Kent State’s OTA Students Attend National ConferencePosted Oct. 24, 2011
In September, 22 students from Kent State University at East Liverpool’s occupational therapy assistant program, along with 13 faculty and staff members, participated in the Occupational Therapy Association’s Hill Day. Kent State East Liverpool students were joined by others from across the nation, including occupational therapy practitioners. Those from Kent State East Liverpool helped form the largest group to date, which filled the Capitol’s auditorium. More than 1,300 participants joined virtually.
Program Director Harriett Bynum, program at Kent State at East Liverpool looks forward to the conference each year.
“Taking students to Washington, D.C. is a tradition for the occupational therapy assistant program,” Bynum said. “Students have the opportunity to see their national organization in action, and speak to legislative staffers about issues that affect both the profession and the patients we serve.”
Bynum values the knowledge gained by her students at the conference. “Students are able to gain a better understanding of the profession, as a whole, by seeing that there is more to OT than our classroom,” she said.
Senior Darlena Bradley said she was honored to attend the conference with her professors, and peers along with professionals from around the country. She and other students also met with politicians on issues in their field that concerned them.
Students had meetings in the offices of Ohio and Pennsylvania Representatives Bill Johnson (OH-6), Tim Ryan (OH-17), Jim Renacci (OH-16), Bob Gibbs (OH-18), Jason Altmire (PA-4), and Tim Murphy (PA-18) and Ohio Senators Sherrod Brown (D) and Rob Portman (R).
Bradley said it was a privilege to attend the conference and speak to politicians on behalf of all patients. “We had a great time, and I look forward to continuing to advocate after I graduate,” she said. “My group and I were able to share with Senator Sherrod Brown and Congressman Tim Ryan's staffers on the importance of OT.”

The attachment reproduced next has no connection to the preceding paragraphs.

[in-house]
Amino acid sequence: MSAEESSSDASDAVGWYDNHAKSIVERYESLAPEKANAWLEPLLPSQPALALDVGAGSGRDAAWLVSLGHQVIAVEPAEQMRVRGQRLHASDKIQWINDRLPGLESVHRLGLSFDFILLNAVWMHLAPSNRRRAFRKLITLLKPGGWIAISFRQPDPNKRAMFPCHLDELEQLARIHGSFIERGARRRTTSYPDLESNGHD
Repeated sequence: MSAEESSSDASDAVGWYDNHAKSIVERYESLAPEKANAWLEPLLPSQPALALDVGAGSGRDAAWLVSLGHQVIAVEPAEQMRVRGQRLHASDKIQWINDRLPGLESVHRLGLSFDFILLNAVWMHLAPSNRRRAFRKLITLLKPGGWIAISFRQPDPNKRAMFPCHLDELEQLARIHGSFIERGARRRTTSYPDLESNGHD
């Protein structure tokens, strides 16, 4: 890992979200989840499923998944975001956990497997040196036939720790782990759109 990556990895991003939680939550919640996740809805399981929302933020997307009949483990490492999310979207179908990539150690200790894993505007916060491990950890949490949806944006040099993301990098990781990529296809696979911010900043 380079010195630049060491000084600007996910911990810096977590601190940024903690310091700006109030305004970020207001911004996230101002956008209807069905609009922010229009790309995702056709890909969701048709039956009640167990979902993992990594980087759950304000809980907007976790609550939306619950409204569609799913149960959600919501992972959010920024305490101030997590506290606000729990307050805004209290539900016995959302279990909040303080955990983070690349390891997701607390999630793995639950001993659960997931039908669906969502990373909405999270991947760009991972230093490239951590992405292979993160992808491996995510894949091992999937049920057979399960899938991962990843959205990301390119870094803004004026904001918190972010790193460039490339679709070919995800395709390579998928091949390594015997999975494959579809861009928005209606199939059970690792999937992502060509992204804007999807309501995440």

The day began with AOTA staff, including Legislative Representative Ralph Kohl and AOTA President Florence Clark, briefing the participants on the value of advocacy and offering tips on how to be a successful lobbyist. Some basic strategies included delivering a tight, clear message and making sure to establish a personal connection.
Clark congratulated all attendees and said the volume of students committed to advocating for the profession proves a bright future.
“It’s important to let Congress know that each one of us is invested in our profession, and to let them know that we are making our country stronger by allowing our clients to live life to its fullest,” Bradley said.
Discussed were occupational therapy’s legislative priorities including eliminating the Medicare Outpatient Therapy Cap and educating Congress regarding occupational therapy as part of the health care solution. The Medicare Access to Rehabilitation Services Act, which would repeal the Medicare Part B therapy caps, would allow practitioners to provide clients with the valuable services they need. The challenge is that repealing the caps would require Congress to spend more money now, in order to achieve long-term savings.